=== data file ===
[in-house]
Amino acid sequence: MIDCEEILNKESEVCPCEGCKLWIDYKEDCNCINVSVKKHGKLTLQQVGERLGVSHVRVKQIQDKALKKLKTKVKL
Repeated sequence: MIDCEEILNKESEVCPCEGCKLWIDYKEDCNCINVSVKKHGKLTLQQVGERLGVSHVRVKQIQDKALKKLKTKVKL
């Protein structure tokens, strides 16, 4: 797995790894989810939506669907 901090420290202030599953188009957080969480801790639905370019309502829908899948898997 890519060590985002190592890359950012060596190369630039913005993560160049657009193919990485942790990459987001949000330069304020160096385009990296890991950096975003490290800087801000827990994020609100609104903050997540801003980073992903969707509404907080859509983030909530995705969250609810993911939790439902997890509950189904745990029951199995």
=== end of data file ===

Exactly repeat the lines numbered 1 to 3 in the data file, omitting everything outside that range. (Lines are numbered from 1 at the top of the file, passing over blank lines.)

[in-house]
Amino acid sequence: MIDCEEILNKESEVCPCEGCKLWIDYKEDCNCINVSVKKHGKLTLQQVGERLGVSHVRVKQIQDKALKKLKTKVKL
Repeated sequence: MIDCEEILNKESEVCPCEGCKLWIDYKEDCNCINVSVKKHGKLTLQQVGERLGVSHVRVKQIQDKALKKLKTKVKL